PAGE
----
In 65 years, Michigan Radio has established itself as the state’s most listened-to public radio service, as it helped pioneer a news and information format that draws more than 500,000 listeners each week across southern Michigan.
The station will mark that milestone with a 65th Anniversary Party from 7-11 p.m. Saturday, June 29. The event is open to the public with advance registration and will take place adjacent to the Ann Arbor Summer Festival’s Top of the Park celebration on Ingalls Mall.
“While many media outlets have cut back on their reporting, Michigan Radio has expanded its service and coverage of issues affecting the state,” says Steve Schram, who oversees Michigan Radio as director of Michigan Public Media. Schram says the station is dedicated to helping listeners better understand their state, nation and world with an awarding-winning team of reporters, and news bureaus in Detroit, Ann Arbor, Jackson and Grand Rapids.
WUOM began broadcasting in 1948 from its original site on Peach Mountain in Dexter. It is one of the three station transmitters that now comprise Michigan Radio. The others are WFUM in Flint, added as a satellite station in 1952, and WVGR in West Michigan, in 1961. The stations simulcast identical programming from WUOM’s Ann Arbor studios in the Argus Building. The programming also is available to a global audience as more than 100,000 people monthly listen via Internet stream and smartphone apps, Schram says.
In station’s 65-year history, some on-air personalities rose to regional and national prominence. Bill Flemming, who broadcast U-M football on WUOM and served as sports director, became a prominent national network television sportscaster in the 1960s, on ABC’s Wide World of Sports.
Hazen Schumacher became known for “Jazz Revisited.” The half-hour program produced at WUOM was a celebration of jazz recordings from 1917-47, and at was carried by more than 100 stations. Schumacher, 86, resides in Ann Arbor.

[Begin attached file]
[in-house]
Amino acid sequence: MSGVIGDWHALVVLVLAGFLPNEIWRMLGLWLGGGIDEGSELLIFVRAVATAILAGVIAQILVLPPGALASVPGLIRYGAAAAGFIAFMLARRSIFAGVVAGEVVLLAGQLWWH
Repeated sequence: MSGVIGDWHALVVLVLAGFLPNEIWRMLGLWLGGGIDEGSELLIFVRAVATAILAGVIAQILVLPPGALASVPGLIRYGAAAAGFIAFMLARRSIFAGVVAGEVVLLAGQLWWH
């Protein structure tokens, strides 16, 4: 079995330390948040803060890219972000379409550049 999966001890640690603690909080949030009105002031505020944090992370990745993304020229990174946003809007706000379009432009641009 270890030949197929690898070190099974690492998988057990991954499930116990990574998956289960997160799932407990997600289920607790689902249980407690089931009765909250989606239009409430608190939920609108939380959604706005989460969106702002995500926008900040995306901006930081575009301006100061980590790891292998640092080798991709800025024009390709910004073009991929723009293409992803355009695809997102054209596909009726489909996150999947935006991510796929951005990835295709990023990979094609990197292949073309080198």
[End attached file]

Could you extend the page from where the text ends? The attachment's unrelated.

The station on Oct. 14, 1960, recorded presidential candidate John F. Kennedy’s three-minute impromptu speech before thousands of U-M students, who waited in the cold to hear him speak. “Fortunately, WUOM had committed to covering the Kennedy speech no matter the numerous delays that caused his very late arrival to the Union. This recording has been accessed many times over the past 50 years and is a foundation of documentation to the inspiration for the Peace Corps,” Schram says.
The station counts as a key accomplishment the creation in 1996 of The Great Lakes Radio Consortium, the first successful regional environmental news feed for public radio stations. Now named The Environment Report, Schram says it has since come to be recognized as a national leader in environmental broadcast journalism, earning more than 100 awards for journalistic excellence. “The mission is to reveal the relationships between the natural world and the everyday lives of people,” Schram says.
In keeping with the station’s mission to inform, educate and entertain people about Michigan and the world around them, the station last fall established its newest offering, “Stateside with Cynthia Canty” at 3 p.m. and 10 p.m. Monday through Thursday. The one-hour program covers Michigan news and policy issues, and culture and lifestyle stories. Guests have included Gov. Rick Snyder, writer Mitch Albom, blues singer Bettye LaVette, Detroit Emergency Manager Kevyn Orr and Congressman Gary Peters.
Reservations are required for the 65th Anniversary Party. Go to www.michiganradio.org and click on the Celebrate our 65th display tile on the right side of the homepage.
Pat Greeley, facilities manager, College of Pharmacy, on his job: “I really enjoy working with the students and I like being a part of their education.”
“Isamu Noguchi and Qi Baishi: Beijing 1930,” presented through Sept. 1 at the U-M Museum of Art.